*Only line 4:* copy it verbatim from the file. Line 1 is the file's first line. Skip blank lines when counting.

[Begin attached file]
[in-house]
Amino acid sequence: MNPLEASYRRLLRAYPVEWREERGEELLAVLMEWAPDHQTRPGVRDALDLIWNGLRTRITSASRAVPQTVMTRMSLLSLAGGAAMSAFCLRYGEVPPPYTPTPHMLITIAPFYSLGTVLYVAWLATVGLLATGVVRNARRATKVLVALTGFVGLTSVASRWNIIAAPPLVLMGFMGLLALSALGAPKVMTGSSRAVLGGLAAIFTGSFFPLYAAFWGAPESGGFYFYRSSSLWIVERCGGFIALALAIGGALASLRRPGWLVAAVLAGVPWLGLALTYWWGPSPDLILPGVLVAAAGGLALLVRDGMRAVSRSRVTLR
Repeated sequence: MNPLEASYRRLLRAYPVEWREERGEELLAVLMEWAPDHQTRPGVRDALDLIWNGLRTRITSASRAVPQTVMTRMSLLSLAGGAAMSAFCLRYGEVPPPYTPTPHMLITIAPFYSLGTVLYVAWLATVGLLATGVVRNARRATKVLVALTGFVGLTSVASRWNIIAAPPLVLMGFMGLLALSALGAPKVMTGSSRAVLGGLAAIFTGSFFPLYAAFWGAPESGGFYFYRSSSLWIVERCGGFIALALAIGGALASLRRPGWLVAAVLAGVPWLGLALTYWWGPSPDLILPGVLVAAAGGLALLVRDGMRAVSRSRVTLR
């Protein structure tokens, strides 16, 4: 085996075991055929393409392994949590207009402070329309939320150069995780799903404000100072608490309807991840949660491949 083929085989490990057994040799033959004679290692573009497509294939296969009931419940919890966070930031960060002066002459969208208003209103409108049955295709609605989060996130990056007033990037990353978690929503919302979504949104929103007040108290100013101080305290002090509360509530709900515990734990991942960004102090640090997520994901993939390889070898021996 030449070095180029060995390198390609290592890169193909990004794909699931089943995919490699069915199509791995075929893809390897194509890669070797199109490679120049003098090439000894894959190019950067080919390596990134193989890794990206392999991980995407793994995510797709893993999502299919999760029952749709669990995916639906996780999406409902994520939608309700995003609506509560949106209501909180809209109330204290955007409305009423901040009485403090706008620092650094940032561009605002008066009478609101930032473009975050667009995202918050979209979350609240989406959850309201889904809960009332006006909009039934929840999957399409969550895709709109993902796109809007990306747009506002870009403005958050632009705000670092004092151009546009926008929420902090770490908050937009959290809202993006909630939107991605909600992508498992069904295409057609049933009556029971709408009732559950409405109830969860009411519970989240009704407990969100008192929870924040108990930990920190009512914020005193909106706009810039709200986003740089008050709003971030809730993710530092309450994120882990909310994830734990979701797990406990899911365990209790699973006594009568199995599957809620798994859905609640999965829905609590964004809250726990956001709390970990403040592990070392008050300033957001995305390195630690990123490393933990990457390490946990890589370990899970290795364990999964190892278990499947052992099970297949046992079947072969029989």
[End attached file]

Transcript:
């Protein structure tokens, strides 16, 4: 085996075991055929393409392994949590207009402070329309939320150069995780799903404000100072608490309807991840949660491949 083929085989490990057994040799033959004679290692573009497509294939296969009931419940919890966070930031960060002066002459969208208003209103409108049955295709609605989060996130990056007033990037990353978690929503919302979504949104929103007040108290100013101080305290002090509360509530709900515990734990991942960004102090640090997520994901993939390889070898021996 030449070095180029060995390198390609290592890169193909990004794909699931089943995919490699069915199509791995075929893809390897194509890669070797199109490679120049003098090439000894894959190019950067080919390596990134193989890794990206392999991980995407793994995510797709893993999502299919999760029952749709669990995916639906996780999406409902994520939608309700995003609506509560949106209501909180809209109330204290955007409305009423901040009485403090706008620092650094940032561009605002008066009478609101930032473009975050667009995202918050979209979350609240989406959850309201889904809960009332006006909009039934929840999957399409969550895709709109993902796109809007990306747009506002870009403005958050632009705000670092004092151009546009926008929420902090770490908050937009959290809202993006909630939107991605909600992508498992069904295409057609049933009556029971709408009732559950409405109830969860009411519970989240009704407990969100008192929870924040108990930990920190009512914020005193909106706009810039709200986003740089008050709003971030809730993710530092309450994120882990909310994830734990979701797990406990899911365990209790699973006594009568199995599957809620798994859905609640999965829905609590964004809250726990956001709390970990403040592990070392008050300033957001995305390195630690990123490393933990990457390490946990890589370990899970290795364990999964190892278990499947052992099970297949046992079947072969029989």